Read the executive summary of the power of a positive no: ACCESS HERE 

  1. Express your interest (yes)
    1. Find the peace of alignment. Find the ultimate outcome that you both want. Agree and nod.
  2.  Assert your power (no)
    1. Say no to the specific thing within that overarching aligned intention.
  3. Strengthen the relationship (yes)
    1. Close the loop by bringing it back to a yes through proposing an alternative solution or situation.

The positive no starts with a matter-of-fact assertion and the declaration of intent. It is about expressing our yes that delivers a final no, which proceeds to seeking a solution.

  • For the next week, reflect on moments and situations where you said yes, when you should have said no. This will make you more aware of excessive agreeableness.
  • Deploy the power of a positive now. Become a “no-man”—if in doubt, SAY NO!
  • Reflect on moments and situations where you were rushing in your work and personal life.
  • Block out an additional 30 minutes of space into your day.

TRAINING: GIG 3.1.6 - Blanket Policy/Diet

The Blanket Policy/Diet allows us to leverage our priorities, our life rulebook. The beauty of following the rulebook is that it depersonalizes things. It just communicates that this is a blanket policy. Examples:

  • Meetings diet
  • Coffee date diet

 Try out this policy for yourself. It ensures people will not take things personally.

TRAINING: GIG 3.1.7 - Turning Practice into Play

Having fun during practice leads to an increase in learning and performance. Schedule a practice session for 90 minutes. No interference from the outside. The goal is to have fun while you do it. Feel free to invent a musical game of your own or choose one of the following approaches:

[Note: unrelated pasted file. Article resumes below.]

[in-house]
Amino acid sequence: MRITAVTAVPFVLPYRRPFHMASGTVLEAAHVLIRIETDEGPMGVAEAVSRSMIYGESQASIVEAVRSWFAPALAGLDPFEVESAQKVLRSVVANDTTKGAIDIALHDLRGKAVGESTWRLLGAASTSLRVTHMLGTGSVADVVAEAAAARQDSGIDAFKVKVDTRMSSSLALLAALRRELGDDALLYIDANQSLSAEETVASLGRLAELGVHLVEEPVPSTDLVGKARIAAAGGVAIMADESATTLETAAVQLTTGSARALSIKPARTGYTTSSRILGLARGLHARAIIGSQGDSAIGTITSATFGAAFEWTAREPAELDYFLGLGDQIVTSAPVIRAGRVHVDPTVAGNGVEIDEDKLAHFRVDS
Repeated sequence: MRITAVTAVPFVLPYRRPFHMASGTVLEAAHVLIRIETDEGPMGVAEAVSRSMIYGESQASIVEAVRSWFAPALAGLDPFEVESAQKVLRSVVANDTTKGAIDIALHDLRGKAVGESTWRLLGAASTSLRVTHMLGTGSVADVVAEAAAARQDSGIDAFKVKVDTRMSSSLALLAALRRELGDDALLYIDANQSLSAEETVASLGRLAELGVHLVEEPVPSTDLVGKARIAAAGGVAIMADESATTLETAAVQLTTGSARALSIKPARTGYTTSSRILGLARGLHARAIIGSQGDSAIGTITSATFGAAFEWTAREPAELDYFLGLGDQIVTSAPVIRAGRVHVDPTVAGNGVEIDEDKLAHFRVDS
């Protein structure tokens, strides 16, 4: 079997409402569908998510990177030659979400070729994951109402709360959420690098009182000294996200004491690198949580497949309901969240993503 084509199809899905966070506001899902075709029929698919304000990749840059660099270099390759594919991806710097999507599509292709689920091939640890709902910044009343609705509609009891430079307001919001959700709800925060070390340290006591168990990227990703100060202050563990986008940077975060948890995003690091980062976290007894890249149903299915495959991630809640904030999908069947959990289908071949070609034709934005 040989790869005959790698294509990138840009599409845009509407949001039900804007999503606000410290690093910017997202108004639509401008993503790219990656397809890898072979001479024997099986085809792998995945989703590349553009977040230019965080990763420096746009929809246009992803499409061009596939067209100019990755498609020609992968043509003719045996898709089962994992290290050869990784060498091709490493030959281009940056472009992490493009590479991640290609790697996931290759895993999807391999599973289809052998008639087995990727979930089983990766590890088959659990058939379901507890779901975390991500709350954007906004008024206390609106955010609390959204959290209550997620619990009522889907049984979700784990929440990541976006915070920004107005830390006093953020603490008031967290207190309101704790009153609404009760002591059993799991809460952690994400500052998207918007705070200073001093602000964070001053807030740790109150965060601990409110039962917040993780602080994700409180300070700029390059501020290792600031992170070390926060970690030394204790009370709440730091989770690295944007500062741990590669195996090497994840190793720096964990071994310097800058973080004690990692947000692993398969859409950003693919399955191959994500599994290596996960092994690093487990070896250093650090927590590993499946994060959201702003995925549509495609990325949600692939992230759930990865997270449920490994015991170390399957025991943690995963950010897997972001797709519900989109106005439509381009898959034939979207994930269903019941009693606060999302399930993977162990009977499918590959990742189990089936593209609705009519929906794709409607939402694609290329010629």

• Invent a musical game
  • Change the tuning of your instrument
  • Play or sing your music in a different style
  • Record yourself and play a duet with yourself afterwards
  • Play and sing simultaneously
  • Play your music backwards

After the session, reflect on the experience by thinking about what you learned about yourself, the music, your attention, and your instrument.

  • What did you learn that can be of value for your learning, performance, and experience goals?
  • What makes it worth exploring this kind of fun experience?

Change up the goals if needed to allow more enjoyment and enthusiasm to come through. When our practice sessions are a combination of play and discipline, we are on the road to fine musicianship.

TRAINING: GIG 3.1.8 - Fighting Stress Tools

  • Tool 1: Fight Stress by Adding More Stress!
  • Tool 2: Cognitive Reframing
  • Tool 3: Physiological Sigh (Breathing Technique to Create Calm): ACCESS HERE
  • Tool 4: The Rapid Nasal Breath
  • Tool 5: Lateralized Eye Movements

TRAINING: GIG 3.1.9 - Stressors

  • List all of the biggest stressors in your life.
  • Which of these stressors can you change (even if extremely difficult)?
  • Which of these stressors are totally outside of your control?
  • Discern, then accept or execute.

TRAINING: GIG 3.1.10 - Performance & Psychological Status